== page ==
A 710-acre chemical waste site with a capacity of 850,000 cubic yards, operated by Chemical Waste Management, a subsidiary of waste giant WMX Technologies. One of less than 30 commercial chemical waste sites of this magnitude in the country, and one of less...

Former military R&D location associated with alleged WWII invisibility research (the Philadelphia Experiment) and other activities. Major focus for "technological cover-up" conspiracy theorists. Many radar facilities remain on site, though the majority of...

One of the largest public works projects in the western hemisphere, the City Tunnel #3 project is a 55-year long project involving the construction of 64 miles of 24 foot diameter tunnel. Much of the tunnel is being built 800 feet below ground. When it is...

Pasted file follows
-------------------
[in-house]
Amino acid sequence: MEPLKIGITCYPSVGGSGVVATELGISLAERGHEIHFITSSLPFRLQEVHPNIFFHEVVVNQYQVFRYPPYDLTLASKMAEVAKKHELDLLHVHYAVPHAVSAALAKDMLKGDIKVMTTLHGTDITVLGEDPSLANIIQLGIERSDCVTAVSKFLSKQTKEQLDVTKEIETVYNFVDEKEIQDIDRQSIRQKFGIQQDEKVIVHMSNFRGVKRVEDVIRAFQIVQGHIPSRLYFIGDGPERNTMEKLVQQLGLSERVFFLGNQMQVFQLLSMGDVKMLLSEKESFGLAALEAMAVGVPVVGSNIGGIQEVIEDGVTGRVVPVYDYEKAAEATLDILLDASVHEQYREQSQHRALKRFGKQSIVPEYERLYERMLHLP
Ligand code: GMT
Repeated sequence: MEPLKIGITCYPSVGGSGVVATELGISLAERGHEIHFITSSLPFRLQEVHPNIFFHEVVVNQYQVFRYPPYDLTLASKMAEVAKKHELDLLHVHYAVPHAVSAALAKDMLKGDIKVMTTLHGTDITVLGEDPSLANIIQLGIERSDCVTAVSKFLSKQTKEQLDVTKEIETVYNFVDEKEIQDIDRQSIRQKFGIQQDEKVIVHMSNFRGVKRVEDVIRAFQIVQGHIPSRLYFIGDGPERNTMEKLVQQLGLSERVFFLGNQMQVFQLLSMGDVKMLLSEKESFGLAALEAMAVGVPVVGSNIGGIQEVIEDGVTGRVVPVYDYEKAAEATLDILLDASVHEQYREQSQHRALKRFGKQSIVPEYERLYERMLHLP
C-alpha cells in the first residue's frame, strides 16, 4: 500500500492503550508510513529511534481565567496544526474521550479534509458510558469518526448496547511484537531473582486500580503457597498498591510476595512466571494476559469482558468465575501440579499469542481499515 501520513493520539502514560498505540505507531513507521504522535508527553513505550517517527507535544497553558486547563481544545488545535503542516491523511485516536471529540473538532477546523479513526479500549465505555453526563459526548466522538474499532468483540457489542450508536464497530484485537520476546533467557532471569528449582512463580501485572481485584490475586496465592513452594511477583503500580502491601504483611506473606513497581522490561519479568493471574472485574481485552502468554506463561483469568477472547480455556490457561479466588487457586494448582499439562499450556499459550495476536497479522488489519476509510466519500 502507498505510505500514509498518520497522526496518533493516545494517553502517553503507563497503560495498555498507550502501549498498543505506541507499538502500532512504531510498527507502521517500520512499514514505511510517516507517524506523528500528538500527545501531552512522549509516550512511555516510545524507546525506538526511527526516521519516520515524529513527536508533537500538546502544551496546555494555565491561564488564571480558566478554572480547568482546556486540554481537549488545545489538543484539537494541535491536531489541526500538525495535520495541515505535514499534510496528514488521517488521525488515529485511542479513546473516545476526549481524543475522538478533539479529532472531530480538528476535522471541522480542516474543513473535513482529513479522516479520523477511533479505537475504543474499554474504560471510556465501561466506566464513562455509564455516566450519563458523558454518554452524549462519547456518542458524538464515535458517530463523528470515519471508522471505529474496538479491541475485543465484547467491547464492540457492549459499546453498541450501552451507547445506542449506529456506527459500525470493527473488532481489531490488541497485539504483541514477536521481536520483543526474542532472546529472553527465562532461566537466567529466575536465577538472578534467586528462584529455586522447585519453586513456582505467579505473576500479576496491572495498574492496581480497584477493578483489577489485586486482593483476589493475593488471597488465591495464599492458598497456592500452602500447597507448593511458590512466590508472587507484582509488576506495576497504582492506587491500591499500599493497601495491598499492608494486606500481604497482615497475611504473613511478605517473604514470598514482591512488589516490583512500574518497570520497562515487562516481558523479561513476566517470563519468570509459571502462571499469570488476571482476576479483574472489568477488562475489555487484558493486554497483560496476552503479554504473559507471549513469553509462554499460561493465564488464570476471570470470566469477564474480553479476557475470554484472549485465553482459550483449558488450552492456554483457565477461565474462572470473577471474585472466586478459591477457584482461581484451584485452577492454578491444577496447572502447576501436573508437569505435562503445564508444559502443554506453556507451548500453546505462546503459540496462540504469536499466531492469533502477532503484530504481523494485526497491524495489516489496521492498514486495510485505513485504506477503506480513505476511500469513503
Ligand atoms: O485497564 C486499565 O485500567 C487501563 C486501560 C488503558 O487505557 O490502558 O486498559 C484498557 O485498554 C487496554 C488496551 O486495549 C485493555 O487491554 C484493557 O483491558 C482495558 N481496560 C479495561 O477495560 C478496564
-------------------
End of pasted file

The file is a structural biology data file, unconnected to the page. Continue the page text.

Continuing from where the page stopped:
These towers hold the equipment that adjusts how much water flows over Niagara Falls. Beneath the towers are the valves that open and close the intake pipes which divert water from this point, a few miles upstream of the falls, through massive underground...

Nuclear power plant with two units (reactors) that generate over 1,700 megawatts. Suffered a blackout of its electrical systems in the control room in 1991, which prompted the Nuclear Regulatory Commission to close the plant down for a few weeks. Acquired...

The 120-meter and 90-meter ski jump towers loom above the trees near Lake Placid. Built for the 1980 winter Olympics, earlier and smaller ski jump facilities have existed on this site since 1918. Ski jumping practice takes place year-round. A jump cycle, from...